Earlier this month, an appellate court issued a written opinion in a Massachusetts drug possession case requiring the court to determine if the evidence presented by the prosecution was sufficient to sustain the defendant’s conviction. Ultimately, the court determined that there was sufficient evidence to find that the plaintiff constructively possessed the drugs.
The Facts of the Case
In January 2015, the defendant’s apartment was searched by police who had a warrant. The police were looking for the defendant’s boyfriend, and when the police located heroin in the defendant’s apartment, they arrested her boyfriend. One of the arresting officers warned the defendant to stay away from the boyfriend.
The next month, police again searched the defendant’s apartment, and again, her boyfriend was present. At the time the police searched the apartment, the defendant was not home. The police asked the defendant’s boyfriend if there were any drugs in the apartment, and he told them that there was some heroin under the dresser in the defendant’s room and that the drugs were his.
The defendant arrived home a short time later and was immediately confronted by police. When asked about the drugs, she denied that they were hers. However, police arrested her and charged her with possession of the heroin.
At trial, the prosecution attempted to inform the jury about the first search of the defendant’s home in January. The defendant’s attorney objected, claiming that the evidence was “terribly prejudicial.” However, the court allowed evidence of the search to be considered by the jury.
As for her defense, the defendant relied only on the lack of evidence tying her to the drugs. However, the jury rejected her defense and found her guilty. The defendant appealed, arguing that there was insufficient evidence tying her to the drugs and that the trial court should not have let the jury hear about the January search.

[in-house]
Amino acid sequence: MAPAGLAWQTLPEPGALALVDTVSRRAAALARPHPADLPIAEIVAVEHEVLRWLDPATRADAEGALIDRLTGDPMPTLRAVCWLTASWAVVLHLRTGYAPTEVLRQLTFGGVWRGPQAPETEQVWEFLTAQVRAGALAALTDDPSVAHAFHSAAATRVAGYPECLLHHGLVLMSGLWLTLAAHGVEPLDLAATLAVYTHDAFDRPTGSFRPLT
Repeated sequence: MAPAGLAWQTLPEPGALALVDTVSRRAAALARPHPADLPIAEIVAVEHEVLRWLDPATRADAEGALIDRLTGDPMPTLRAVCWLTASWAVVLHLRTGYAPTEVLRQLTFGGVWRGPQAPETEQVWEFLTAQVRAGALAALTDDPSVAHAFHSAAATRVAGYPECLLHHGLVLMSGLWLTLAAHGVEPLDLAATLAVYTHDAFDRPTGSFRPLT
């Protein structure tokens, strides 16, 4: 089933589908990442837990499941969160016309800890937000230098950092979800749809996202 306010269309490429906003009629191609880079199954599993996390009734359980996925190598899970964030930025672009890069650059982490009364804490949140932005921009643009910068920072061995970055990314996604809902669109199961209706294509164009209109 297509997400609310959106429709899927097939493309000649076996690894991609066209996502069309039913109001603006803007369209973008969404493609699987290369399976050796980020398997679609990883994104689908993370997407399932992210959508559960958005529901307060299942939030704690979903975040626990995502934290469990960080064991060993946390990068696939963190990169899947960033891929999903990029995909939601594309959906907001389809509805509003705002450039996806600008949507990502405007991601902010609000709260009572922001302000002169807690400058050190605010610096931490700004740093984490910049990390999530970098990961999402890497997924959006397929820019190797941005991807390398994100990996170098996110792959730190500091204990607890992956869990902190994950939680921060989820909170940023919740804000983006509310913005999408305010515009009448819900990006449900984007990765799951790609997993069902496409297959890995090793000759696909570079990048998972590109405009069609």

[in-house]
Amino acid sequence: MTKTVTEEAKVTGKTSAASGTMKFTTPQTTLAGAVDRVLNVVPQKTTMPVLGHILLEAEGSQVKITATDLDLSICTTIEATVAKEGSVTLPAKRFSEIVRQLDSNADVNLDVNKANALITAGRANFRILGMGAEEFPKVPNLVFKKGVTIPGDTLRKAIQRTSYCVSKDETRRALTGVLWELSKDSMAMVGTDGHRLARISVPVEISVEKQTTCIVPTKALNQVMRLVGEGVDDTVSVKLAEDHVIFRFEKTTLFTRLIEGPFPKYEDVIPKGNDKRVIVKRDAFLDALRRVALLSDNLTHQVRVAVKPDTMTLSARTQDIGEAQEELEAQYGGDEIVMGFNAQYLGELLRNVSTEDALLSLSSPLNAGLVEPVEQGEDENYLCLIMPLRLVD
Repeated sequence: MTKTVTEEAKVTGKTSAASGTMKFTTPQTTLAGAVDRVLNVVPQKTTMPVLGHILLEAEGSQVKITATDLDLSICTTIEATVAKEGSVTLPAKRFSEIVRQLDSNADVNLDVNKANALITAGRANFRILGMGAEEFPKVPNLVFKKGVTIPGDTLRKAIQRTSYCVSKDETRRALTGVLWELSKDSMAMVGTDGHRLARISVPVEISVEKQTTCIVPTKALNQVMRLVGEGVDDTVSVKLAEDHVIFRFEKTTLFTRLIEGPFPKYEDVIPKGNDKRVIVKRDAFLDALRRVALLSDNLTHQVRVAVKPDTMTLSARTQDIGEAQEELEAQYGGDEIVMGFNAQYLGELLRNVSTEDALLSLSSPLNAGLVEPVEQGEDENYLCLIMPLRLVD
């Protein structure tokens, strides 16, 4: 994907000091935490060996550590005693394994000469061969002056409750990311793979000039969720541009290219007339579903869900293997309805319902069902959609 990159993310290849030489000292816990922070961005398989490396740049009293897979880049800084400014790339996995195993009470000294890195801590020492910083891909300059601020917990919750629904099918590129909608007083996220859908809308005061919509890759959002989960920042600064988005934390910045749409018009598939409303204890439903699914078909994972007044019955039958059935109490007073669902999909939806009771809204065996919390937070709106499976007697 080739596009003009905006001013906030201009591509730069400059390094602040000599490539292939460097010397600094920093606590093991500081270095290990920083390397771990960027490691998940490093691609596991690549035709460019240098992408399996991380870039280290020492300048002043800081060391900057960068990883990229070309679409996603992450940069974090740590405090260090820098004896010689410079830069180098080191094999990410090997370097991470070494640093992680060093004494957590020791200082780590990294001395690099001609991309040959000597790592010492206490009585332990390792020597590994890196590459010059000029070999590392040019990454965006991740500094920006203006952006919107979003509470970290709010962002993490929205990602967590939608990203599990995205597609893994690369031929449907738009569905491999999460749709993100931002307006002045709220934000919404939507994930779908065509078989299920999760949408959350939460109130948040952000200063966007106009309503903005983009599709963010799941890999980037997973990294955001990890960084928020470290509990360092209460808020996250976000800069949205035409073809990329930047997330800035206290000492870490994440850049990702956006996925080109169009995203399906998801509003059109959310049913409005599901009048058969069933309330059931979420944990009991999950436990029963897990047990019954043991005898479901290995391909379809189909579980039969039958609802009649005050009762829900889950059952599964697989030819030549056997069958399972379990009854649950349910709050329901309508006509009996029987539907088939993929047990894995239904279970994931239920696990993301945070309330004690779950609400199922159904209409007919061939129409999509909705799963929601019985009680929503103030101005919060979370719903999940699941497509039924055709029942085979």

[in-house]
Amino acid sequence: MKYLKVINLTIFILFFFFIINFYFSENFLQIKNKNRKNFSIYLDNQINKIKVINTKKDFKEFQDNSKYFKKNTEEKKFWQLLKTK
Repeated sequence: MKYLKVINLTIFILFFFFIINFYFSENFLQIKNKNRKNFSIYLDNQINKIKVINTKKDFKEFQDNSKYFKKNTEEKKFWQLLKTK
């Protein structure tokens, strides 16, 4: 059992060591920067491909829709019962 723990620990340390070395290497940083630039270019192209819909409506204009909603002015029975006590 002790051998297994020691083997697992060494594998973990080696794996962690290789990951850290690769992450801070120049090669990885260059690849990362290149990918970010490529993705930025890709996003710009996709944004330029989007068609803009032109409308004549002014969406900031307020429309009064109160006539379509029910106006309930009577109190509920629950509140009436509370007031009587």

The Court’s Opinion
The court affirmed the defendant’s conviction, finding against her on both appellate issues. First, the court held that the defendant’s general objection that evidence of the January search was “terribly prejudicial” was not specific enough to preserve that issue for appellate review. The court explained that a defendant must put on the record the specific basis of the objection in order to allow the trial court to properly consider the objection. Here, since the defendant’s objection did not state the basis, the court considered the issue waived.
Second, the court determined that there was sufficient evidence that the defendant constructively possessed the drugs. The court explained that the location of the drugs, the lack of other adults in the apartment, and the defendant’s knowledge that her boyfriend had previously kept drugs in her apartment, when added together, was enough for the jury to find she constructively possessed the drugs. The court acknowledged that the defendant’s boyfriend claimed ownership of the drugs, but the court noted that the jury was free to discredit this testimony, as apparently was the case.
Have You Been Arrested for a Boston Drug Offense?
If you have recently been arrested for possession of illegal drugs in the Boston area, you need a dedicated Boston drug possession attorney to help you defend against the charges. The Law Office of Patrick J. Murphy has been helping individuals accused of serious crimes defend their freedom and rights for over 22 years. Attorney Patrick Murphy has a keen understanding of the Massachusetts criminal court system, including both substantive laws and procedural rules. Attorney Murphy puts this knowledge to use for each of his clients, zealously advocating for their rights. Call 617-367-0450 to schedule a free consultation with Attorney Patrick J. Murphy today.
More Blog Posts:
Illegal Possession of a Dangerous Weapon in Massachusetts, Boston Criminal Defense Lawyer Blog, published February 6, 2018
Search Warrants Obtained After Illegal Search in Massachusetts Meth Crime Case, Boston Criminal Defense Lawyer Blog, published February 8, 2018